Directed by Debra Granik (‘Winter’s Bone’), ‘Leave No Trace’ (2018) is a drama film that revolves around Iraq War Veteran Will (Ben Foster) and his daughter, Tom (Thomasin McKenzie), leaving off-grid in the old-growth Forest Park near Portland, Oregon. They lead a minimalist existence, making fire with dry leaves and gathering rainwater. Will and Tom sometimes venture into the city for supplies and Will’s VA-issued benzodiazepines. He sells the latter to fellow veterans. However, their quiet life is suddenly interrupted when a jogger spots Tom and informs the authorities. Soon, park rangers, police, and social services find and temporarily separate them. After ensuring that Tom is safe, social services take her and Will to a Christmas tree farm in rural Oregon, where they can stay in exchange for Will’s work. Although Tom grows to like the place, Will becomes restless and decides to leave.
‘Leave No Trace’ is a poignant commentary on PTSD and homelessness among veterans. Both are real-world issues. If that has made you wonder whether ‘Leave No Trace’ is inspired by actual events, we got you covered.
Is Leave No Trace a True Story?
Yes, ‘Leave No Trace’ is based on a true story. However, the plot underwent several changes before it made it to the screen. So, while the movie is grounded in reality, it differs from the original story to a degree. Granik wrote the screenplay with Anne Rosellini, and it is the cinematic adaptation of American author Peter Rock’s 2009 book ‘My Abandonment,’ which is based on a news report published in 2004 in the Portland newspaper The Oregonian.
The police discovered a Vietnam vet living in a shelter in Forest Park with his daughter. The man was unemployed then, and his only source of money was the $400 disability checks he received every month. The father acquired old encyclopedias to educate his daughter. The authorities didn’t find any sign of physical or sexual abuse on the girl. As depicted in the film, the father was hired at a farm. However, they eventually left the place, and as of December 2018, no one had heard from them. In Rock’s book, 13-year-old Caroline serves as the story’s narrator, but the film doesn’t utilize this particular plot device.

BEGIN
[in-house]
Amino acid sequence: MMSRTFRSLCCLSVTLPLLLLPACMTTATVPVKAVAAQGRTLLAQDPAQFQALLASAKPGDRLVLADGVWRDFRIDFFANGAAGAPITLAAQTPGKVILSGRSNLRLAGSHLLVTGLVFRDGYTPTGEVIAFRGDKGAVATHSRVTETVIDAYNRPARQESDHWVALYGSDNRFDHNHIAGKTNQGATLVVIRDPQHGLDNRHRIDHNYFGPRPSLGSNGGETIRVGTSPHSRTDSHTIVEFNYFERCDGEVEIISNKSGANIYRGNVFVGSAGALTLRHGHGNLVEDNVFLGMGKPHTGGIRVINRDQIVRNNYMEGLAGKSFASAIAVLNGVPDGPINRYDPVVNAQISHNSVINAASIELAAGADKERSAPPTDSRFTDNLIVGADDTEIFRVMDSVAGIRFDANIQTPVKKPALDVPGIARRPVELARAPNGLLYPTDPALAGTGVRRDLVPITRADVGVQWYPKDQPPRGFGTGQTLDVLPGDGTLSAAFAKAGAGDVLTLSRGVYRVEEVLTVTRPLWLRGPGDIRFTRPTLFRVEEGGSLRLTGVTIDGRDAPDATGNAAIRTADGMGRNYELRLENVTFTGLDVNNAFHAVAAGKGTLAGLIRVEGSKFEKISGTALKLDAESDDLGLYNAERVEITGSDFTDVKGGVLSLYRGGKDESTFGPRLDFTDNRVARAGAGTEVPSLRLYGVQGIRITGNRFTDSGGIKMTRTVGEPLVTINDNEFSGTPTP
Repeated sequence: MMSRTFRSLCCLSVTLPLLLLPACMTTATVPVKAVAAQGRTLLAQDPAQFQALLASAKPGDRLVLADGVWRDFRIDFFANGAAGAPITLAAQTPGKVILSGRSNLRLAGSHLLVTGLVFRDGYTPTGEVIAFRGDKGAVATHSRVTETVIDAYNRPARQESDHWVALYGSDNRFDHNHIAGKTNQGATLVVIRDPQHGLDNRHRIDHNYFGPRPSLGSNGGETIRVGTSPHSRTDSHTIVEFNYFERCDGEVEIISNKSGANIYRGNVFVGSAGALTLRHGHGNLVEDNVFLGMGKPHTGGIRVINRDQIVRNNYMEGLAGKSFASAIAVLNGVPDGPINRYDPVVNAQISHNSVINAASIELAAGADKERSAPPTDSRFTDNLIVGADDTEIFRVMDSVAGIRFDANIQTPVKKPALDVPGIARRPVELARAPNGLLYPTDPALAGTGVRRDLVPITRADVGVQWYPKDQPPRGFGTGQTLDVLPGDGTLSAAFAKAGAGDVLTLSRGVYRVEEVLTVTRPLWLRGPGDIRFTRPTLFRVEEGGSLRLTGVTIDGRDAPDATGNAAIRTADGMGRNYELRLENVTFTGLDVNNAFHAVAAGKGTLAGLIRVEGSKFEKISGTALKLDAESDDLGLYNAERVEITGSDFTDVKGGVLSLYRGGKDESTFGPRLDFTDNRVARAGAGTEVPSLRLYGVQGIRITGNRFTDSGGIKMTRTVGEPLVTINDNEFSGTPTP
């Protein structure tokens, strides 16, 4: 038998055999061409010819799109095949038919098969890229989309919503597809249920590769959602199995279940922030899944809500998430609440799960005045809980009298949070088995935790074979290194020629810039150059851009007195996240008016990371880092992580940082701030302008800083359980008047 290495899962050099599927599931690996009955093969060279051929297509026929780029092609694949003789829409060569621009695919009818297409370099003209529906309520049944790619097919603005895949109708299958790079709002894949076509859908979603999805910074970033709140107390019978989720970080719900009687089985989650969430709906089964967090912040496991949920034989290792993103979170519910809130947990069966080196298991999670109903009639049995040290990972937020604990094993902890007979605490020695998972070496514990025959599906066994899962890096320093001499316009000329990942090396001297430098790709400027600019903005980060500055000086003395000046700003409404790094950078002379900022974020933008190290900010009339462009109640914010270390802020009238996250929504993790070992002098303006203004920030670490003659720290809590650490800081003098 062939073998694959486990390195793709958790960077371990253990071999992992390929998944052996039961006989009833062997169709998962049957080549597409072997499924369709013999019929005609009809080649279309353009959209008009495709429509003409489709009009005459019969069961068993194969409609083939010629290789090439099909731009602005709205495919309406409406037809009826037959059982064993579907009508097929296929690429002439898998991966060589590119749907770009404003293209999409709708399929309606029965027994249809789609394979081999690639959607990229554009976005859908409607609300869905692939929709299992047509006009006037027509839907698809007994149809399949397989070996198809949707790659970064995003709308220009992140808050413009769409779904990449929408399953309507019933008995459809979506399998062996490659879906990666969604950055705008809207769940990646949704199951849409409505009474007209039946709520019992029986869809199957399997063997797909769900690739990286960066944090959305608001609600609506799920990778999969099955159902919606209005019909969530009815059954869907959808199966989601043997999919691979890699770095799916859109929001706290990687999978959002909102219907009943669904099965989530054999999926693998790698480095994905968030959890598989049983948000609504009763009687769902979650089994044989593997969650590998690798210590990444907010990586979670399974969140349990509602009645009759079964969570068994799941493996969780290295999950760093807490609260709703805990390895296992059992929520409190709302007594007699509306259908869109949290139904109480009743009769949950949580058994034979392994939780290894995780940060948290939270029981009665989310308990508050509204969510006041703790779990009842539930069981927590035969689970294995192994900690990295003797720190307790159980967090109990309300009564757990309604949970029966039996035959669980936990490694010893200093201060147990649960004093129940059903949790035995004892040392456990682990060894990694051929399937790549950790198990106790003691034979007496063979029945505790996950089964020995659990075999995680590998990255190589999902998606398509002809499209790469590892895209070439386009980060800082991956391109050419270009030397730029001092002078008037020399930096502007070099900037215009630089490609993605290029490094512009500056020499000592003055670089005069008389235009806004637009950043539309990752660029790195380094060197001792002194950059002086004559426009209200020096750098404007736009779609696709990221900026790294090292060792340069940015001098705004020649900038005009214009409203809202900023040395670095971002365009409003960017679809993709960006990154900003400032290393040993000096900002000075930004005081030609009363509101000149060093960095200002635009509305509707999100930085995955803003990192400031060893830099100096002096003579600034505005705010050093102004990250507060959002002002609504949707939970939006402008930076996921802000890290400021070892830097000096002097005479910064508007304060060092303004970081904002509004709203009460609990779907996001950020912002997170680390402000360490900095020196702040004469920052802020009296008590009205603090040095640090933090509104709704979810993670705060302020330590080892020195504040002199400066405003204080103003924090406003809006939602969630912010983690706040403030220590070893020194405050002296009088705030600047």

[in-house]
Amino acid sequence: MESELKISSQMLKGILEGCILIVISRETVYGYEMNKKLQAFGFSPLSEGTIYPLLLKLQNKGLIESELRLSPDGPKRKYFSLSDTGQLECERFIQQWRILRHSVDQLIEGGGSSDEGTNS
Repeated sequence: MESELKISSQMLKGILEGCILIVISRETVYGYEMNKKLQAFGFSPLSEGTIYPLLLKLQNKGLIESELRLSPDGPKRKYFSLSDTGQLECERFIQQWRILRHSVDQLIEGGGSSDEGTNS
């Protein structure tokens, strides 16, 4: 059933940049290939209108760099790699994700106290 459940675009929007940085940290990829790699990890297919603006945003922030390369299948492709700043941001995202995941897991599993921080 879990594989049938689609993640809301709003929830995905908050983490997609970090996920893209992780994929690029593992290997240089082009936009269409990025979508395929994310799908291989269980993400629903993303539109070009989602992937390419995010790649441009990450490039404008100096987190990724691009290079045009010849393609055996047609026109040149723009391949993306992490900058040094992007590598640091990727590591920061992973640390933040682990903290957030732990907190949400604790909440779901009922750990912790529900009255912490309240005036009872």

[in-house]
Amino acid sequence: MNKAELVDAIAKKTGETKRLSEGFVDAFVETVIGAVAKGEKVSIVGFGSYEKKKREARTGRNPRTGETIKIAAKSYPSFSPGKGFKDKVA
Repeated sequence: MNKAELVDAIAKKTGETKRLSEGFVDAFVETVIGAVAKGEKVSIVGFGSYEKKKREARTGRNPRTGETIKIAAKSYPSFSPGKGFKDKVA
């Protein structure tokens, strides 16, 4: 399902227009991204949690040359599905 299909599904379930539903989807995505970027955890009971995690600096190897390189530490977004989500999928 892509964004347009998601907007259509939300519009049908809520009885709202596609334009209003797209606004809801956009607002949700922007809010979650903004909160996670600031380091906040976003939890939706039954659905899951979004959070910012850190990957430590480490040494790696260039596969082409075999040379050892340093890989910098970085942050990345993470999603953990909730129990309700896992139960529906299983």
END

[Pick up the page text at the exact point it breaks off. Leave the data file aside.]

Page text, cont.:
Granik told Deadline in a December 2018 interview that one major source of inspiration while making ‘Leave No Trace’ was the conversation she had with a father and daughter in Oregon that practiced a non-conforming lifestyle. The father told her, “I wanted her [his daughter] to have this one chapter of her life where the woods could be her playground, where nature could be her classroom, where she would learn to read and she’d be getting a lot of the developmental needs met, because I knew that at some point very soon, in her teen years, she’d have the rest of her life to conform. She’d have the entire rest of her life to be wired, have her device vibrating in her pocket, have emails that never go away, for the rest of her life.”
Granik said that she incorporated these sentiments into Will’s character. Some of the key differences between the book and the film are that the latter is set in the present time, and Will is a veteran of the Iraq War. According to Granik, Will’s military background made his survival skills believable.
Granik cited William Shakespeare’s ‘The Tempest’ and the relationship between Prospero and Miranda while explaining her approach to the story. She also said that Rock told her that he could envision the father reading Henry David Thoreau (‘Walden,’ for instance, a story about embracing a simple life). While approaching the PTSD aspect of Will’s character, Granik claimed that a book called ‘The Evil Hours: A Biography of Post-traumatic Stress Disorder,’ by war correspondent and former Marine David J. Morris, helped her immensely. Clearly, ‘Leave No trace’ is based on a true story, though certain aspects were created and added to give the overall narrative a sense of completion.
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